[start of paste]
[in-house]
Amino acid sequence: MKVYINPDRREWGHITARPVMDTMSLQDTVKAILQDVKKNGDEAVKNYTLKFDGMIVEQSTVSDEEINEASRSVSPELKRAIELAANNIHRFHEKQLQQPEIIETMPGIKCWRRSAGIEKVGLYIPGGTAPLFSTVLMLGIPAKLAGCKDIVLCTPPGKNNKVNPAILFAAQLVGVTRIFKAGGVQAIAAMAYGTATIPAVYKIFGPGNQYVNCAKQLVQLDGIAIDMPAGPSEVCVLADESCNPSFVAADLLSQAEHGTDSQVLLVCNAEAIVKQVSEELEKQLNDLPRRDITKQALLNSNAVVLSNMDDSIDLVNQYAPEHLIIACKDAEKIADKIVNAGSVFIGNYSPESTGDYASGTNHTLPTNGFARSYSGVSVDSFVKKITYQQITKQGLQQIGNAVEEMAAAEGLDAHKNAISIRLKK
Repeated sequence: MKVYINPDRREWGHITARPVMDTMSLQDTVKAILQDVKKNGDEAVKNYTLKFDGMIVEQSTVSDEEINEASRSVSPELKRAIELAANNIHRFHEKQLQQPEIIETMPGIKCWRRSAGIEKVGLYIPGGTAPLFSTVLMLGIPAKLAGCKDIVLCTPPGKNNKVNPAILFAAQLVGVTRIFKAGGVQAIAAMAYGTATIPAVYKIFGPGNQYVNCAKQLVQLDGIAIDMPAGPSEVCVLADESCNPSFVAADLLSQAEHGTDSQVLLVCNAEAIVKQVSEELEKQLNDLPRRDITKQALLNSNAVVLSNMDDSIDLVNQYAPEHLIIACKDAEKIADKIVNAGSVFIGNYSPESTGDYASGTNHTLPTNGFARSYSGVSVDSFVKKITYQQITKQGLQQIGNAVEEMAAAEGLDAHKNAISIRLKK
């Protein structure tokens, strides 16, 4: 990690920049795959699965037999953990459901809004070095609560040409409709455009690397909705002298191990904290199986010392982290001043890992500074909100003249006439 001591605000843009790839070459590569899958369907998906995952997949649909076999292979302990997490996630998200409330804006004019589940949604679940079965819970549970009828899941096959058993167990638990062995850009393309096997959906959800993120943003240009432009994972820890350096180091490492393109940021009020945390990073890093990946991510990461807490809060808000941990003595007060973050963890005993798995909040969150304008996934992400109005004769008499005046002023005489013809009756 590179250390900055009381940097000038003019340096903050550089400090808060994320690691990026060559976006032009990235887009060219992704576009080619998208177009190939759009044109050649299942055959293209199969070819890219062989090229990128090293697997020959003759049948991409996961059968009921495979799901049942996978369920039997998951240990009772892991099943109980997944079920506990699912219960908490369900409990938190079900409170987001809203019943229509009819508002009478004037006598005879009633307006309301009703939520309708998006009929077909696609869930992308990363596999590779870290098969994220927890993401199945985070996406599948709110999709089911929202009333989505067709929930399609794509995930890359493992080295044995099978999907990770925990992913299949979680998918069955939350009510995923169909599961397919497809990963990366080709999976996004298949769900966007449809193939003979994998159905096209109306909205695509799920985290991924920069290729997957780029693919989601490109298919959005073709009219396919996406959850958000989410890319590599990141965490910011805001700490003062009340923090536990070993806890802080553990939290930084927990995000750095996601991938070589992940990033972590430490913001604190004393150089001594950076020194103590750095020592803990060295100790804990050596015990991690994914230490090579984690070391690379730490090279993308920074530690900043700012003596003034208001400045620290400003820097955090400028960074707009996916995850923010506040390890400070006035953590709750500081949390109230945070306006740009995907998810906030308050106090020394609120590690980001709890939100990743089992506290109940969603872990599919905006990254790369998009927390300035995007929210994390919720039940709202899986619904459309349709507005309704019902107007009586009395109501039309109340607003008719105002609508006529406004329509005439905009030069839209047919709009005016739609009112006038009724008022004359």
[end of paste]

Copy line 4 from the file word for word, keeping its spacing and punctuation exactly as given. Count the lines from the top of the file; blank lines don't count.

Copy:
């Protein structure tokens, strides 16, 4: 990690920049795959699965037999953990459901809004070095609560040409409709455009690397909705002298191990904290199986010392982290001043890992500074909100003249006439 001591605000843009790839070459590569899958369907998906995952997949649909076999292979302990997490996630998200409330804006004019589940949604679940079965819970549970009828899941096959058993167990638990062995850009393309096997959906959800993120943003240009432009994972820890350096180091490492393109940021009020945390990073890093990946991510990461807490809060808000941990003595007060973050963890005993798995909040969150304008996934992400109005004769008499005046002023005489013809009756 590179250390900055009381940097000038003019340096903050550089400090808060994320690691990026060559976006032009990235887009060219992704576009080619998208177009190939759009044109050649299942055959293209199969070819890219062989090229990128090293697997020959003759049948991409996961059968009921495979799901049942996978369920039997998951240990009772892991099943109980997944079920506990699912219960908490369900409990938190079900409170987001809203019943229509009819508002009478004037006598005879009633307006309301009703939520309708998006009929077909696609869930992308990363596999590779870290098969994220927890993401199945985070996406599948709110999709089911929202009333989505067709929930399609794509995930890359493992080295044995099978999907990770925990992913299949979680998918069955939350009510995923169909599961397919497809990963990366080709999976996004298949769900966007449809193939003979994998159905096209109306909205695509799920985290991924920069290729997957780029693919989601490109298919959005073709009219396919996406959850958000989410890319590599990141965490910011805001700490003062009340923090536990070993806890802080553990939290930084927990995000750095996601991938070589992940990033972590430490913001604190004393150089001594950076020194103590750095020592803990060295100790804990050596015990991690994914230490090579984690070391690379730490090279993308920074530690900043700012003596003034208001400045620290400003820097955090400028960074707009996916995850923010506040390890400070006035953590709750500081949390109230945070306006740009995907998810906030308050106090020394609120590690980001709890939100990743089992506290109940969603872990599919905006990254790369998009927390300035995007929210994390919720039940709202899986619904459309349709507005309704019902107007009586009395109501039309109340607003008719105002609508006529406004329509005439905009030069839209047919709009005016739609009112006038009724008022004359």